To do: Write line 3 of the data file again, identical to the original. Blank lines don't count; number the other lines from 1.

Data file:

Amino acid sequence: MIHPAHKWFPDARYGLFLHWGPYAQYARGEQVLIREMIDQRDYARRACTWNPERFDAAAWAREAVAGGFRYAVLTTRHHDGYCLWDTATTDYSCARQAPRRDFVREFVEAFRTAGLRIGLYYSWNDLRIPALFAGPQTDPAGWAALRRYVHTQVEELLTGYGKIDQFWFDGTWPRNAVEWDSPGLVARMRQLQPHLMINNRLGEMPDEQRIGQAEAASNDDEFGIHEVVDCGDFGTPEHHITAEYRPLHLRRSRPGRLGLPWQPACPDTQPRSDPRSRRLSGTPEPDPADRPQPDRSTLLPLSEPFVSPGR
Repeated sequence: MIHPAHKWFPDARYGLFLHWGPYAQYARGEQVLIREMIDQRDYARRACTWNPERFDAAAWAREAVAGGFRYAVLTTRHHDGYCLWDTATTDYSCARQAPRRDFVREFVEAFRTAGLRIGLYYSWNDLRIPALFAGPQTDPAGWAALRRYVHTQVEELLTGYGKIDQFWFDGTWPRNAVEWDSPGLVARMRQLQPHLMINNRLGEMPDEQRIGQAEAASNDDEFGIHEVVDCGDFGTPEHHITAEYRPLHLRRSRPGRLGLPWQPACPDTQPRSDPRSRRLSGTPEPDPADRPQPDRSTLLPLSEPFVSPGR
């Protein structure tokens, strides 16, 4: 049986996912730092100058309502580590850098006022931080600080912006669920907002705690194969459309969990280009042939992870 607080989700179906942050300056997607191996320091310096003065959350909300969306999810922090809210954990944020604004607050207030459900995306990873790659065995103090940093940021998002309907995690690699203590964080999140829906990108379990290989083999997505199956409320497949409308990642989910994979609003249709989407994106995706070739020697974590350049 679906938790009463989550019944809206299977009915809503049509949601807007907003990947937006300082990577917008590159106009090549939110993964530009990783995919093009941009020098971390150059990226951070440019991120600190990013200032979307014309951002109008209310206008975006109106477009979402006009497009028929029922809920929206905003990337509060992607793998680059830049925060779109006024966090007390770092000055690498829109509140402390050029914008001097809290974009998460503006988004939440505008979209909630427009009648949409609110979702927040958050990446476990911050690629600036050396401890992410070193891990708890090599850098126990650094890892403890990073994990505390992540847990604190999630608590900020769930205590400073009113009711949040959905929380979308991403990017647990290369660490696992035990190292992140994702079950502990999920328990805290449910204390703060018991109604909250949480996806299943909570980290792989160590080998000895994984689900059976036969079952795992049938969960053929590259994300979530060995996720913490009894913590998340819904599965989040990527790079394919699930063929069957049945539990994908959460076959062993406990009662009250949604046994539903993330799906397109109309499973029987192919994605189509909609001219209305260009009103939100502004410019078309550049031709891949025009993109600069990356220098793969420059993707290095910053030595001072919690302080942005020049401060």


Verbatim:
């Protein structure tokens, strides 16, 4: 049986996912730092100058309502580590850098006022931080600080912006669920907002705690194969459309969990280009042939992870 607080989700179906942050300056997607191996320091310096003065959350909300969306999810922090809210954990944020604004607050207030459900995306990873790659065995103090940093940021998002309907995690690699203590964080999140829906990108379990290989083999997505199956409320497949409308990642989910994979609003249709989407994106995706070739020697974590350049 679906938790009463989550019944809206299977009915809503049509949601807007907003990947937006300082990577917008590159106009090549939110993964530009990783995919093009941009020098971390150059990226951070440019991120600190990013200032979307014309951002109008209310206008975006109106477009979402006009497009028929029922809920929206905003990337509060992607793998680059830049925060779109006024966090007390770092000055690498829109509140402390050029914008001097809290974009998460503006988004939440505008979209909630427009009648949409609110979702927040958050990446476990911050690629600036050396401890992410070193891990708890090599850098126990650094890892403890990073994990505390992540847990604190999630608590900020769930205590400073009113009711949040959905929380979308991403990017647990290369660490696992035990190292992140994702079950502990999920328990805290449910204390703060018991109604909250949480996806299943909570980290792989160590080998000895994984689900059976036969079952795992049938969960053929590259994300979530060995996720913490009894913590998340819904599965989040990527790079394919699930063929069957049945539990994908959460076959062993406990009662009250949604046994539903993330799906397109109309499973029987192919994605189509909609001219209305260009009103939100502004410019078309550049031709891949025009993109600069990356220098793969420059993707290095910053030595001072919690302080942005020049401060």